Proceedings of SPIE - The International Society for Optical Engineering | Year: 2013

The detection and identification of underwater threats in coastal areas is of interest to the Navy. Conventional optical imaging systems are limited to scenarios where the number of attenuation lengths between the system and the object are less than 4. With a desire to operate at extended ranges and threats becoming smaller and better camouflaged, new approaches are needed. In response to these challenges, new transmitters and receivers are being developed to support the next-generation of underwater optical imaging systems. One of these systems is based on the modulated pulse concept where a pulsed laser source is encoded with a radar signal, and a range-gated, high-speed optical receiver recovers the radar modulation envelope. Subsequent processing of the radar signal provides a way to discriminate against multiply scattered light and to enhance image contrast and resolution. The challenge is developing transmitter and receiver hardware that meets the requirements of the modulated pulse technique. We report recent progress that has been made in developing modulated pulse transmitter and receiver hardware. A working prototype was demonstrated and tested in a controlled laboratory environment. The results of these initial experiments are presented. © 2013 SPIE.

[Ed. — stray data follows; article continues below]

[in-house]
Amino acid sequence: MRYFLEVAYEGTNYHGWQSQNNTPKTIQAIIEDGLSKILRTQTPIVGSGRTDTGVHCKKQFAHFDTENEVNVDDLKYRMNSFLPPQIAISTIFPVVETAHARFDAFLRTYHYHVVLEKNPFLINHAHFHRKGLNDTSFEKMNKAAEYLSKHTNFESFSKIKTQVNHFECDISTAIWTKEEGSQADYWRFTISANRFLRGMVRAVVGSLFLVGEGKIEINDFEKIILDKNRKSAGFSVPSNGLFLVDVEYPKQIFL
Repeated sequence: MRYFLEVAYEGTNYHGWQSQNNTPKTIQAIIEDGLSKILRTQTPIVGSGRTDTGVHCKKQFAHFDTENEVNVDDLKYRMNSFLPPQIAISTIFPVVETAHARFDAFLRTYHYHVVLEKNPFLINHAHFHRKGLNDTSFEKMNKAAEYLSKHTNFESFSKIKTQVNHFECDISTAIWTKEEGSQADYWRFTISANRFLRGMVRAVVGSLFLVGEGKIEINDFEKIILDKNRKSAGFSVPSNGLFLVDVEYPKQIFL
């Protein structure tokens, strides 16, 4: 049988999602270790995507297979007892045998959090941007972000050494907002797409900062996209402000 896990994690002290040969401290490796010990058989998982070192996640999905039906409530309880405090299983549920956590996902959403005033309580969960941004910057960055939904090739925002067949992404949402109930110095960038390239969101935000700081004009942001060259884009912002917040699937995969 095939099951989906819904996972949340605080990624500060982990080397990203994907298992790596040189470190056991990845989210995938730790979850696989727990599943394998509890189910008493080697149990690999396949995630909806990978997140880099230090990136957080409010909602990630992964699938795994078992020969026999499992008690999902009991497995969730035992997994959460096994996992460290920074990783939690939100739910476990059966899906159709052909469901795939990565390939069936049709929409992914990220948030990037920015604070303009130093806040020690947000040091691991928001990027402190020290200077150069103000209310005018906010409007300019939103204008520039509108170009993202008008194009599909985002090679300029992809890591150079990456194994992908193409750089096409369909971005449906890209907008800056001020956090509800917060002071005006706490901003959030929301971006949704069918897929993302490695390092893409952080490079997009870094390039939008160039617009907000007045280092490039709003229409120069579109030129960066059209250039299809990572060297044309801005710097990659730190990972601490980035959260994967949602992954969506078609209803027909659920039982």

News Article | November 16, 2016
Site: www.eurekalert.org